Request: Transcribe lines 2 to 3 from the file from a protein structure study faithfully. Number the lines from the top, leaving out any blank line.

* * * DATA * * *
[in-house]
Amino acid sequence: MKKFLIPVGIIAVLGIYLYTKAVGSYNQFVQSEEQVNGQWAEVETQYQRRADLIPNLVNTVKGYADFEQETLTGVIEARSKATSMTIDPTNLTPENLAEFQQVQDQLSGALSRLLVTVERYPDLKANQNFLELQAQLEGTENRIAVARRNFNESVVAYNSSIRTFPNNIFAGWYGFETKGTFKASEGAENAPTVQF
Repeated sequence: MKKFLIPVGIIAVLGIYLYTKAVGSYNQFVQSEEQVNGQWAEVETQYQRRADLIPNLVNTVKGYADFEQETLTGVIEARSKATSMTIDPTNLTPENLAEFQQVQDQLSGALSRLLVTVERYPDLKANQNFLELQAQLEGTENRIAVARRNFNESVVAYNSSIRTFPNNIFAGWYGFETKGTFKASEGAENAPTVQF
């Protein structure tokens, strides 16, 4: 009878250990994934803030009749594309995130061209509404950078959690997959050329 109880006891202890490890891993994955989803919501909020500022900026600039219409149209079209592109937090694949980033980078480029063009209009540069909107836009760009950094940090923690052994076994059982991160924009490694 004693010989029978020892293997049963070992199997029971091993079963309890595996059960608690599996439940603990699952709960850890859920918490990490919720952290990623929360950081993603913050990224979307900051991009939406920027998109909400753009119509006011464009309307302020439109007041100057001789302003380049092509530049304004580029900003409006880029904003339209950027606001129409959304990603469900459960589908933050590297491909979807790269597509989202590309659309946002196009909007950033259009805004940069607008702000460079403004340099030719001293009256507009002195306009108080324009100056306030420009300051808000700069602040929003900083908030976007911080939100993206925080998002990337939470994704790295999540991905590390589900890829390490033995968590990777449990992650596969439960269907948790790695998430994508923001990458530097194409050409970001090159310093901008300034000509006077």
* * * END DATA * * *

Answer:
Amino acid sequence: MKKFLIPVGIIAVLGIYLYTKAVGSYNQFVQSEEQVNGQWAEVETQYQRRADLIPNLVNTVKGYADFEQETLTGVIEARSKATSMTIDPTNLTPENLAEFQQVQDQLSGALSRLLVTVERYPDLKANQNFLELQAQLEGTENRIAVARRNFNESVVAYNSSIRTFPNNIFAGWYGFETKGTFKASEGAENAPTVQF
Repeated sequence: MKKFLIPVGIIAVLGIYLYTKAVGSYNQFVQSEEQVNGQWAEVETQYQRRADLIPNLVNTVKGYADFEQETLTGVIEARSKATSMTIDPTNLTPENLAEFQQVQDQLSGALSRLLVTVERYPDLKANQNFLELQAQLEGTENRIAVARRNFNESVVAYNSSIRTFPNNIFAGWYGFETKGTFKASEGAENAPTVQF